Sex and Guns: Safer not Safe

I just finished a draft of my book chapter on “Pascal’s Wager and Firearms.” It’s all about risk, risk assessment, and risk management in relation to firearms. From there I am rolling into a chapter on negative outcomes, which will of course highlight the work of the Professor of Negative Outcomes, Claude Werner.

A Tweet I saw yesterday directed my attention to an op-ed written by a leading suicide researcher created a nice bridge between these two chapters. It had to do with preventing gun “violence” (to include suicide and accidents) via safe storage. For me the most interesting part was the last paragraph, so either read or skip to the end and find the following:

Firearms are here to stay. Just as we encourage safe sex rather than abstinence to reduce the burden of teenage pregnancy, we can encourage safe firearm storage rather than simply discouraging firearm ownership altogether in our efforts to reduce gun violence.

Michael Anestis

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Is a Life with Less Risk Better?

I am a risk-averse person. When a friend from high school told me he was thinking of leaving his secure job with an established software company to join a startup, I thought it was too risky. He had a young family to worry about and the startup’s business model was terrible. Why would anyone wait to receive DVD movie rentals in the mail when they could get them right away at the many Blockbuster Video stores on their way to or from work? Cryptocurrency? No, thank you. Apple stock? Overpriced. I don’t drive fast, don’t ride my bike without a helmet, don’t jump out of planes or off cliffs, don’t like boats or ATVs, don’t drink to excess, don’t pick fights. Whenever possible, I try to limit my exposure to unnecessary risk.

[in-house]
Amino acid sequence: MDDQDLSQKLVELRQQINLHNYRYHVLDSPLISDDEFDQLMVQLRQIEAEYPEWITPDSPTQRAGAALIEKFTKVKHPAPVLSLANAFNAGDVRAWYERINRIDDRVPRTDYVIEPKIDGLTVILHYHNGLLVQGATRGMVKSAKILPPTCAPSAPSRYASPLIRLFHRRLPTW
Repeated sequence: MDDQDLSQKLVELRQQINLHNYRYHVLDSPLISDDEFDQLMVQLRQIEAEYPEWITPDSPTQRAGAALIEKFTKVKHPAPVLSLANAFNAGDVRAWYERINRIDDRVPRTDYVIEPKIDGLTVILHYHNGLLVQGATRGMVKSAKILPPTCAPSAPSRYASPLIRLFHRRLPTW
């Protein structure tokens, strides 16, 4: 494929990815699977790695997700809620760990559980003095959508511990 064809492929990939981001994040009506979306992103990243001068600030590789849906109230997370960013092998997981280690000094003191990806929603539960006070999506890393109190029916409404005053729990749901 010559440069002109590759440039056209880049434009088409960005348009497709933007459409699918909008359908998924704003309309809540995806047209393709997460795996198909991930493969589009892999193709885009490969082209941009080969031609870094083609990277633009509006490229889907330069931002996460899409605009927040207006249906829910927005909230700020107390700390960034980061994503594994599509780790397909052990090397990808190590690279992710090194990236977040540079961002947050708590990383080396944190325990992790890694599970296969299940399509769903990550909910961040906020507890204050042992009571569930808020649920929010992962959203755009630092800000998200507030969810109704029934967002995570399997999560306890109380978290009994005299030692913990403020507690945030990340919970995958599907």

At first glance, the following quote from sociologist and gun critic Jonathan Metzl would seem right up my alley:

Risk helps people identify the possibility of peril in their loved ones and is something that we all want to avoid in our own lives. Risk implies peril, hazard, and the possibility of loss. Risk, as anthropologist Lochlann Jain puts it, is a form of American autobiography—inasmuch as it reveals a great deal about our relationships with cars, machines, and other objects and technologies. As a doctor or as a researcher, I believe that a life with less risk is a life that is often longer, happier, and more secure. Risk is something that we should want to study, identify, and, ultimately, prevent.

Jonathan Metzl, Dying of Whiteness, p. 50
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